Unconscious Bias

There are just so many articles written about women and tech. We admit that there is a gender gap in hiring, a gender gap in pay and a gender gap in management. We look at the stats and lament at the numbers of girls choosing to start a STEM based degree, and then lament again at the numbers that complete those degrees.

In May 2014, Google released its diversity figures, and admitted in an official blog, that women make up only 30% of their entire workforce, and if you restricted the search to technical roles, women make up a mere 17%. This is from an organisation that has spent millions on initiatives aimed at young women. Closer to home, Absolute IT released a report showing that women held just 21% of tech jobs in New Zealand.

Where has it all gone wrong?

Actually, scratch that, there are far too many articles already out there bringing doom and gloom, i’m going to take a moment to celebrate some of the great initiatives i’ve been involved with here in NZ, initiatives that will turn this ship around.

She# is a networking event with a difference. Recognising there is a misconception about what it means to ‘be in tech’, She# brings together academics, women already working in the tech industry and most importantly, high school girls who aren’t quite sure about their career options yet. Each event has interesting speakers, and plenty of time to talk.

As a woman working in tech, I can’t help but notice the lack of other women in the room when it comes to conferences and tech events. Refactor aims to change this. With most of the tickets designated for women only, Refactor brings together engaging speakers and a room full of women already working in the tech industry. (There are tickets for men too, just not as many!)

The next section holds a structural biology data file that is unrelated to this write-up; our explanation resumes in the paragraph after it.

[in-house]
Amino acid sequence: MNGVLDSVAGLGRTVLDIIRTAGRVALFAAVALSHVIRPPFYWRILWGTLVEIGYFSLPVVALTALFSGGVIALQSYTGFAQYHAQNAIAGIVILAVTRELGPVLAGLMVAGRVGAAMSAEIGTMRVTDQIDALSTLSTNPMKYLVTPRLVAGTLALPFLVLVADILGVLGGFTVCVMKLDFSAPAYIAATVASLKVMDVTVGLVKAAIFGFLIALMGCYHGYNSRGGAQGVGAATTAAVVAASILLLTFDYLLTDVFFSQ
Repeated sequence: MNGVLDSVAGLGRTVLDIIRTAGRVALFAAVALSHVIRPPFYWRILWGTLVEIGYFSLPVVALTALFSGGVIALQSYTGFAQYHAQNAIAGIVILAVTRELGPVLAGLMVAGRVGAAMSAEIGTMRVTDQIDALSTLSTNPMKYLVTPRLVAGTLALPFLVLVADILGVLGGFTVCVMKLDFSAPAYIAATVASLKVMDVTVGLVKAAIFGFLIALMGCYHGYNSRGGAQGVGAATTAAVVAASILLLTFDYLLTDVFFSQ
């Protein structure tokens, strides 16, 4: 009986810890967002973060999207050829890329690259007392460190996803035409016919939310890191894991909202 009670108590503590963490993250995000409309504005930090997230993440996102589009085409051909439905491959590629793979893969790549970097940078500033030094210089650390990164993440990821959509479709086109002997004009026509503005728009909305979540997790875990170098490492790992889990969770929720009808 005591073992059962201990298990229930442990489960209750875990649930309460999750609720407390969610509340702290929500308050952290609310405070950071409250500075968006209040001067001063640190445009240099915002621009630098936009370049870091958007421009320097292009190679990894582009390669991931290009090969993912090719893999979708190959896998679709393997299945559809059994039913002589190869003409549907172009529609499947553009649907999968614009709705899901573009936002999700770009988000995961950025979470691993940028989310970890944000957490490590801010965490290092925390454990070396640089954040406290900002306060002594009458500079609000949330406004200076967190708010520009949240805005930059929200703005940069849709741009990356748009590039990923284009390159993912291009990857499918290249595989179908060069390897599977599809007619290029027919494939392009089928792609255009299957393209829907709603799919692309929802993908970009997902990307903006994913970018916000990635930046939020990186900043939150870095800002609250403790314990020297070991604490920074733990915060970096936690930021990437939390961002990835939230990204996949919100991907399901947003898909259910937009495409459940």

And finally, if you are planning a panel or a conference, and you find that all your speakers are male, then Anna Guenther, CEO of Pledgeme, has something for you. Inspired by an all-male cover on Idealog magazine, Anna crowdsourced “Inspiring Women in New Zealand“, and at last count had managed to find over 500 women to add to the list.

These are just a few of the things out there. New Zealand was the first country in the world to give women the vote, I believe we can be the first country in the world to get rid of this pesky ICT gender gap.


[Originally posted on TechBlog]

Sunday morning musings

I just recklessly retweeted this Jezebel article just now. It was tweeted by an awesome account that I follow called @STEMWomen.

Then I thought about it. On the surface, this is a win, a victory for women and girls, and maybe service providers in that area will think again when they try to offer a “boys only” class.

I mean, I can just hear the “other side” now, but what about all the “girls only” classes that are everywhere.

It’s kinda like this meme that has been doing its rounds:


Yes, we can have girls only coding classes, and girls only robotics classes. Because we didn’t start off at the same place. When all the little girls, from when they were babies, were told to play with dolls and boy were given transformers, then, yes, the little girl is not going to consider the robotics class, and they are sure as heck not wanting to go to one full of boys that think they know it all already! (I know this intimately, as I am a parent to a boy who thinks he knows it all already)

Which brings me to my actual musing about the article.

This particular case was a win for that little girl. It is also, incidentally, a win for all the girls in that area who were too afraid to speak out.

What happens everywhere else?

Where there isn’t a brave kid who is willing to stand up for equity (it doesn’t have to be a girl, just anyone who is willing to call it), or lets be honest here, a stroppy parent who wants to stand up for equity.

Service Providers need to do a bit better. If they are wanting to do a gender segregated classes, fine, do two of them. I think we are doing quite a lot better here in NZ, hopefully more stories like this will start to surface.